where we know that no lives are insignificant.
We have come into this room of song
where we unite our voices
in the somber and the beautiful melodies of life.
During our time of physical distance, we have found ways to grow wider and also closer. We’re connecting with people at a distance and those who have been kept away by illness or disability. We have found here a support system and a touchstone in a world unsettled.
The care and stewardship of this community is in your hands. Unitarian Universalism is a free faith without a centralized authority. That is a privilege and it is also a responsibility. So let there be an offering for support of this Beloved Community and our good works.
Joys and Sorrows
From Doug Wendell: Carey just went through bone spur and Achilles' tendon surgery on Thursday. Please keep her in your thoughts and prayers.
The Zamborsky family who are grieving the loss of Trevor's dad, Val, who passed away on July 31 after complications from a bone marrow transplant. Please keep all of Val's family, especially his beloved wife, Barb, in your hearts at this painful time.
“The Grass Is Like Me" by Kishwar Naheed (translated from Urdu)
You know, the grass is like me
It’s true nature revealed
When trodden under foot
But when drenched
Does it bear witness
To burning disgrace
Or blazing fury?
Yes, the grass is like me
It lifts its head
Only to be continually sheared
Into flat velvet by the frenzied machine
How many ways do you have to flatten a woman?
But the earth
And women continue to rise up
If you ask me, you had the right idea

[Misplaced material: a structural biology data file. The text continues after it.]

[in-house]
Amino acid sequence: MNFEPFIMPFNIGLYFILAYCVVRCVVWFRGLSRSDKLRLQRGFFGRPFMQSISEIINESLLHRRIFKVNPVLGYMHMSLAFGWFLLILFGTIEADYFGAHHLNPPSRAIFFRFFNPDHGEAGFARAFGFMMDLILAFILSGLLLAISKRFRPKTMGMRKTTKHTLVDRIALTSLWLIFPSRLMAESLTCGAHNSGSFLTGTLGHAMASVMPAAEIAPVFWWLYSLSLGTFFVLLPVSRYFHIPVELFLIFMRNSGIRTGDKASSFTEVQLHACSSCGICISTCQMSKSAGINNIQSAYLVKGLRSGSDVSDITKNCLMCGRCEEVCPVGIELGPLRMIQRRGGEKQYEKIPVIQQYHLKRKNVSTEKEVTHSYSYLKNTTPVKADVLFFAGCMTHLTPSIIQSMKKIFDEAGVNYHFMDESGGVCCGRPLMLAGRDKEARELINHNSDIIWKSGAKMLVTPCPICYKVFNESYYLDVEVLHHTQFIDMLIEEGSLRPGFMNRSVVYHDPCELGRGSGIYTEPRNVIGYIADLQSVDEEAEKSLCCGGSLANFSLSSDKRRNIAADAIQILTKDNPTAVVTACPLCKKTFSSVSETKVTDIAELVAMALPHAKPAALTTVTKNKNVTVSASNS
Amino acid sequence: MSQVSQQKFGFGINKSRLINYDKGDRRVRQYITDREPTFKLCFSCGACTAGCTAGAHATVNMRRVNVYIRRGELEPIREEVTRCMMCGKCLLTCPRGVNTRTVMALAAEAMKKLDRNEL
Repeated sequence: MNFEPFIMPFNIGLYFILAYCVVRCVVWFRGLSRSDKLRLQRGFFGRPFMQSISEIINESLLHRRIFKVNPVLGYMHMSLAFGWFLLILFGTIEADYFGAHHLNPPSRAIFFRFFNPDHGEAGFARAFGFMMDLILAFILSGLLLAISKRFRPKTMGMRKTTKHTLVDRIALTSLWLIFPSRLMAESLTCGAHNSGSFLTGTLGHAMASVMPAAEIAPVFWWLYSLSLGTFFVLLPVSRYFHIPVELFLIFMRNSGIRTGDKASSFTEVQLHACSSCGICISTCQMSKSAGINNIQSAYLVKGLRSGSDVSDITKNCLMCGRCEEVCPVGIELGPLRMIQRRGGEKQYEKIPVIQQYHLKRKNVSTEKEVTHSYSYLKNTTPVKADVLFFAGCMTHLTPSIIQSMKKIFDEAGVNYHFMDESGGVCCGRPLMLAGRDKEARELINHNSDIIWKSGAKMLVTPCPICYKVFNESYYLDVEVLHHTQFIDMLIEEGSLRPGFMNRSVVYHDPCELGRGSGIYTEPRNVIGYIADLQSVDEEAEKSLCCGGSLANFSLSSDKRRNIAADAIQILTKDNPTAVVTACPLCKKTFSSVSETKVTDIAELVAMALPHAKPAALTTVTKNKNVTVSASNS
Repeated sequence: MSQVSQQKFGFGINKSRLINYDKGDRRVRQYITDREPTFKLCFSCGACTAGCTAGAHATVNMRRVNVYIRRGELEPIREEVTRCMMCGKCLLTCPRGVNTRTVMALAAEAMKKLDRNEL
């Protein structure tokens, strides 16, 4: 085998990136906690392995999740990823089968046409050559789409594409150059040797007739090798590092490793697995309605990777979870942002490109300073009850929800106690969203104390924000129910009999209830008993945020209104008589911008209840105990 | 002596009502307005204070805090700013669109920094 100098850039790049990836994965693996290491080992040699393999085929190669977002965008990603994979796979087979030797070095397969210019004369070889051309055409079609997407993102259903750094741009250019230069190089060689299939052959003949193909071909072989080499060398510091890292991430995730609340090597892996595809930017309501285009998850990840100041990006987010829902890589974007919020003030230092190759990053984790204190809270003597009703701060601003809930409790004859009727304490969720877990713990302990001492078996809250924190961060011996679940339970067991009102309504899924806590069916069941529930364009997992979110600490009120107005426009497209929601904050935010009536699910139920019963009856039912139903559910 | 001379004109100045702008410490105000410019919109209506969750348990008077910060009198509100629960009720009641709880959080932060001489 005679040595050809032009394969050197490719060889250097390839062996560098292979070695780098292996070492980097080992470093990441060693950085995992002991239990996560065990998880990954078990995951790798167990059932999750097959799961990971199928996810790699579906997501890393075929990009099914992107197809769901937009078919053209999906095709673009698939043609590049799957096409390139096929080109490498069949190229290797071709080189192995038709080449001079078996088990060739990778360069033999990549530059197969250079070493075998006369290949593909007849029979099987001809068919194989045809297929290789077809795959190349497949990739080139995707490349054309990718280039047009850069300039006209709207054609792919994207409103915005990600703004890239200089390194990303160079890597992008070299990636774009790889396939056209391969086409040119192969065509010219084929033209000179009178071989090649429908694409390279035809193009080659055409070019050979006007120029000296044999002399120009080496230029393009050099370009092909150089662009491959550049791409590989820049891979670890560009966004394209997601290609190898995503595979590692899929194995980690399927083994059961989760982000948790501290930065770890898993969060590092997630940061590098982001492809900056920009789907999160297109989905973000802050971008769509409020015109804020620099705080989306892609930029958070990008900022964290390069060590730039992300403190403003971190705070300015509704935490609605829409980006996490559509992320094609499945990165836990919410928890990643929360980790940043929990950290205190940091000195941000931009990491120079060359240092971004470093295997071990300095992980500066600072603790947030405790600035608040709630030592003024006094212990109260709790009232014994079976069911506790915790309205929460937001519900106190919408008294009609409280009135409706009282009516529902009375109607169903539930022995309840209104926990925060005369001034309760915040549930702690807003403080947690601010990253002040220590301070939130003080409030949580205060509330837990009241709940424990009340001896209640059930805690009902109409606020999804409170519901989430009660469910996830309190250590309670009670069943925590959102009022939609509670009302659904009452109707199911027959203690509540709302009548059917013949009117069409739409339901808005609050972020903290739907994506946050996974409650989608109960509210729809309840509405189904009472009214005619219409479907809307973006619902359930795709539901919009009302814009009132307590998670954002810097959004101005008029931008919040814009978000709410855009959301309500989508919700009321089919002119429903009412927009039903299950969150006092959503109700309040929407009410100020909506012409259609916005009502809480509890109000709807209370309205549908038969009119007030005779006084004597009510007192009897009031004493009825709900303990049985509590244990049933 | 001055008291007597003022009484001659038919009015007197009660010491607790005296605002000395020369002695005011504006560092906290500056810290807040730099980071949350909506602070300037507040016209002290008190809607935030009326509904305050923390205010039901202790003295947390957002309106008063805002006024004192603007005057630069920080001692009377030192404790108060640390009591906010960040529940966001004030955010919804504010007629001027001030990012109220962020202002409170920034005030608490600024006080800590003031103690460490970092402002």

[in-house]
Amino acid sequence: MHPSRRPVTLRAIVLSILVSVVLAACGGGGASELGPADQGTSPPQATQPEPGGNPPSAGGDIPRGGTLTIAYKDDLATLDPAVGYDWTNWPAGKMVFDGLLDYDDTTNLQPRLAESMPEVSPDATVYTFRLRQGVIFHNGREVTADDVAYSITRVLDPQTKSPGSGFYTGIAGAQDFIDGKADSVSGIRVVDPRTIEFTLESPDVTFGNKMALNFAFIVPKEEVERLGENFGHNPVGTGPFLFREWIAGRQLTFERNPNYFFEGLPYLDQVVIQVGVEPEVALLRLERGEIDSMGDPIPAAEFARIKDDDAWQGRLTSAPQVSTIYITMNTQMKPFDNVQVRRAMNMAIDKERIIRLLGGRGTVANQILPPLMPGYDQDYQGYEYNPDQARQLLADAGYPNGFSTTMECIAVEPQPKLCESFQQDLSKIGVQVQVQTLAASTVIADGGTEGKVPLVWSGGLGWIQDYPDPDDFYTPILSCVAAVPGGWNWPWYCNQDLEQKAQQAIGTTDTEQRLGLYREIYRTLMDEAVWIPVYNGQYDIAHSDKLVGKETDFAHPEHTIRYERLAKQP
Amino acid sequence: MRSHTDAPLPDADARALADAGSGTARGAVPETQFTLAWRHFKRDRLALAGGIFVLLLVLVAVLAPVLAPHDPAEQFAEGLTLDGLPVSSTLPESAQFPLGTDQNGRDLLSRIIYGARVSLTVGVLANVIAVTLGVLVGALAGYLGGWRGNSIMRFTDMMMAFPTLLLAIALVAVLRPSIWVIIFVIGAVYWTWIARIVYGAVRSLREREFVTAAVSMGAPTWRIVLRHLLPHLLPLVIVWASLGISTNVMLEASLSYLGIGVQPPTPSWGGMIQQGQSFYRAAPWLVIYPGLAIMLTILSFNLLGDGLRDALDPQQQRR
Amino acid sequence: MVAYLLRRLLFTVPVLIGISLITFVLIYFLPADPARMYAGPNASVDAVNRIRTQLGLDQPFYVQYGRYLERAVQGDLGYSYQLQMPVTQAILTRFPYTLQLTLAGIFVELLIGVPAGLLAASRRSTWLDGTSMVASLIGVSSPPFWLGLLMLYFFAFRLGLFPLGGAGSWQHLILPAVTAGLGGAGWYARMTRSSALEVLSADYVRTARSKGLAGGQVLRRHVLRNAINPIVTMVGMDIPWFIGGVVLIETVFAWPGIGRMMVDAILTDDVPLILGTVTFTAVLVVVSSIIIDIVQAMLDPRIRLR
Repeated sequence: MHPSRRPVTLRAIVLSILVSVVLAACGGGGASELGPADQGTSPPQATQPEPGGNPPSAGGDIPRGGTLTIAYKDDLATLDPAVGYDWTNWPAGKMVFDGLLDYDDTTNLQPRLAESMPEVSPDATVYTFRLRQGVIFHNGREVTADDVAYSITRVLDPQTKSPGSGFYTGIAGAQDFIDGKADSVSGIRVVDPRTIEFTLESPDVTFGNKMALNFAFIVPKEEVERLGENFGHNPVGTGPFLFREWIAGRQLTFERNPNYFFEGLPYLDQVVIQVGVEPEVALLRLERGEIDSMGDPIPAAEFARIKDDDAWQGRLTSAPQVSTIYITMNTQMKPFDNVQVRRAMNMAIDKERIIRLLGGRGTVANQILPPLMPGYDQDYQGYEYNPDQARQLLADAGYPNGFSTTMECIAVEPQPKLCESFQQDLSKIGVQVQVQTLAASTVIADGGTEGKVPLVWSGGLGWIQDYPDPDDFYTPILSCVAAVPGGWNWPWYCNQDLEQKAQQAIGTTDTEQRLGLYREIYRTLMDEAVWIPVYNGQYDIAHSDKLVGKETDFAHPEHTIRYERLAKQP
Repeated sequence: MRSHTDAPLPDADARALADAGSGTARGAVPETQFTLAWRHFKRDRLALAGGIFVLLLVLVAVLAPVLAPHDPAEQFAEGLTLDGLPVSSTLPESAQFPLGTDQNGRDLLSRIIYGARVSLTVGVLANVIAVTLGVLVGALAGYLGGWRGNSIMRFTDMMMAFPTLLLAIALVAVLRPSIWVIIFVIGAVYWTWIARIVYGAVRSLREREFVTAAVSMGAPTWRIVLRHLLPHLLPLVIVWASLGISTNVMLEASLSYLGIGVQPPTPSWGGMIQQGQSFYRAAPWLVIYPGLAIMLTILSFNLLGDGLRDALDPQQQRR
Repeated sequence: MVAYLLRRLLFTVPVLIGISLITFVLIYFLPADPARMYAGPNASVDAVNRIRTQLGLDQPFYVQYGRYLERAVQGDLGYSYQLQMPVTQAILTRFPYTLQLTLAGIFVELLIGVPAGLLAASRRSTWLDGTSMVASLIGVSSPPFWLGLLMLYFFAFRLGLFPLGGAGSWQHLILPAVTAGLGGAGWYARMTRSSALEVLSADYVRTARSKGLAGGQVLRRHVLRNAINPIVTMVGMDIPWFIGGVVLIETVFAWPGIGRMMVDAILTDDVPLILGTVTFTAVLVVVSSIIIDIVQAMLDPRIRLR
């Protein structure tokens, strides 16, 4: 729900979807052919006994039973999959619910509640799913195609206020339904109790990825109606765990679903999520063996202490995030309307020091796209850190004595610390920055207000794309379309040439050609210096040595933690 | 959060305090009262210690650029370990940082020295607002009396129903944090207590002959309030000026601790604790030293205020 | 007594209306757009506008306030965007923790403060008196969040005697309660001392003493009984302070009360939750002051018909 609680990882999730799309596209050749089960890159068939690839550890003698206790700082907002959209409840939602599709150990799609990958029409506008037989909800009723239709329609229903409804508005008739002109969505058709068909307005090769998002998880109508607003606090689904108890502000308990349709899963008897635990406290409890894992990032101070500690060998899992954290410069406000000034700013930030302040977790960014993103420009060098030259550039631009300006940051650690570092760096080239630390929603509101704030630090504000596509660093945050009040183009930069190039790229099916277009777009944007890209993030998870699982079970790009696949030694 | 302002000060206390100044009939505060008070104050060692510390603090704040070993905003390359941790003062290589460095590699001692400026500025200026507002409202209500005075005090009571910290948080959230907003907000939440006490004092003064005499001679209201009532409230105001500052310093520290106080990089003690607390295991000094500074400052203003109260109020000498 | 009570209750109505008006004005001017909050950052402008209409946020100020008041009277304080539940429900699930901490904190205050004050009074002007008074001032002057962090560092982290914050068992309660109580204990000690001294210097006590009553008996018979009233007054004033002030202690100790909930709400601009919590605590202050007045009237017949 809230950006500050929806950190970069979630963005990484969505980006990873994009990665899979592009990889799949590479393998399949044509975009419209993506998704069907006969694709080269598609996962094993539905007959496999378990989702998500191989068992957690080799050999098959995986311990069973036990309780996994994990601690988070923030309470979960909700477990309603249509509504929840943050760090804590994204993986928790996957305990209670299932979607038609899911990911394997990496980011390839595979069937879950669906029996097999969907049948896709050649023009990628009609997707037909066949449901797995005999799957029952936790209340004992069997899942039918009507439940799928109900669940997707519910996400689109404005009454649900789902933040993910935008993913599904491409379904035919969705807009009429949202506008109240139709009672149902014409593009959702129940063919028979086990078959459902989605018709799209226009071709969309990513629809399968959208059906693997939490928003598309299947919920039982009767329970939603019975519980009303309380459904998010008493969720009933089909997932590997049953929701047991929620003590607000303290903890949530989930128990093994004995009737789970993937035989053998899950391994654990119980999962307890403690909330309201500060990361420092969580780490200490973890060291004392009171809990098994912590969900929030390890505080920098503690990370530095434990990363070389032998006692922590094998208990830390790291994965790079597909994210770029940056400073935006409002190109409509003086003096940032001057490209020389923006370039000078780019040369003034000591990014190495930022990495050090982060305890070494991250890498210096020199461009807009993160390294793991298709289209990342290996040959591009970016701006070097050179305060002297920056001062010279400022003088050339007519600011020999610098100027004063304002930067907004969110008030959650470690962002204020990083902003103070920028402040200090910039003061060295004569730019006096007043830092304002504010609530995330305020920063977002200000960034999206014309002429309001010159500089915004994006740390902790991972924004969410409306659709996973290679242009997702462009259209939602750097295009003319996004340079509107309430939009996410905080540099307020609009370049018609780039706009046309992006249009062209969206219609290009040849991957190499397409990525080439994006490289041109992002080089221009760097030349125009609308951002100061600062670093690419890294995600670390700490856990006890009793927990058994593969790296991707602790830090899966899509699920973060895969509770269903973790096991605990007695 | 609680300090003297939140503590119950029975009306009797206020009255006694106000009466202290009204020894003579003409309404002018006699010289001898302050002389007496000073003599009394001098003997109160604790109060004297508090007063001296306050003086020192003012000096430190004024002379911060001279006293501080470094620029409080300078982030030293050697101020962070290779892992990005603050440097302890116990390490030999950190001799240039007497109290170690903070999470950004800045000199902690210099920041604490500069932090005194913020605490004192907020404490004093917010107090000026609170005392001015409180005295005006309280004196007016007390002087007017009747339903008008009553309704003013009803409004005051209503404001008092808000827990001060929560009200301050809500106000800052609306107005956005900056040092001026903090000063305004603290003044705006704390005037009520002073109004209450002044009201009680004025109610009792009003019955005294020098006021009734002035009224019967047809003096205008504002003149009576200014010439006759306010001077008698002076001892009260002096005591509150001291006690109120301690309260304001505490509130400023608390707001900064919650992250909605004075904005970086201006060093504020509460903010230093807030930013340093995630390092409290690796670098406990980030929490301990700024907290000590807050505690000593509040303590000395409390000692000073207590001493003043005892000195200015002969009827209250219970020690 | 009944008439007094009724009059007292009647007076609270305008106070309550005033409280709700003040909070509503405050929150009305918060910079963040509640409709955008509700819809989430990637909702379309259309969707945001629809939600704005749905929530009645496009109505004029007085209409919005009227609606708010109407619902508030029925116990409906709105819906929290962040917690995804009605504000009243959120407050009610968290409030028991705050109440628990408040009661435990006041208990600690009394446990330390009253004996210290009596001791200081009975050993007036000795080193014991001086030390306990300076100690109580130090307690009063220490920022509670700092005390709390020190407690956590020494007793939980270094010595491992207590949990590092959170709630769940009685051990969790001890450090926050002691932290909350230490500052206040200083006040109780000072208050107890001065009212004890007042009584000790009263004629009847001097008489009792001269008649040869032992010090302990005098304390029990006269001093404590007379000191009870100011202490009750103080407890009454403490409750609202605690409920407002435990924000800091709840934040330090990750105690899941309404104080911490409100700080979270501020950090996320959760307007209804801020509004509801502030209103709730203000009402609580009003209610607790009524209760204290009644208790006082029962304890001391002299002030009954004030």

A footpath was spot on
Those who can’t endure
Are patched down into the scorched earth
A path for the oppressors
You know, grass like me.
by the Reverend Mandy Beal
Today, we're exploring an aspect of our Unitarian Universalist social justice inheritance. We have much to be proud of in this realm, especially when it comes to women breaking through the barriers of patriarchy. Our lens for this work is the life of Lucy Stone, who was born August 15, 1818. Lucy Stone is an outstanding role model of resistance, perseverance, and tenacity.
She was born to a farming family of modest means in rural Massachusetts. Growing up, she observed the financial control that men had over their wives. For example, her mother sold eggs and cheese from the family farm, but then had no access to the money she earned from the sales. In fact, her mother was regularly denied money to make purchases that her husband considered frivolous. Despite having never seen or heard of another model of family finances, Lucy Stone found this completely unacceptable.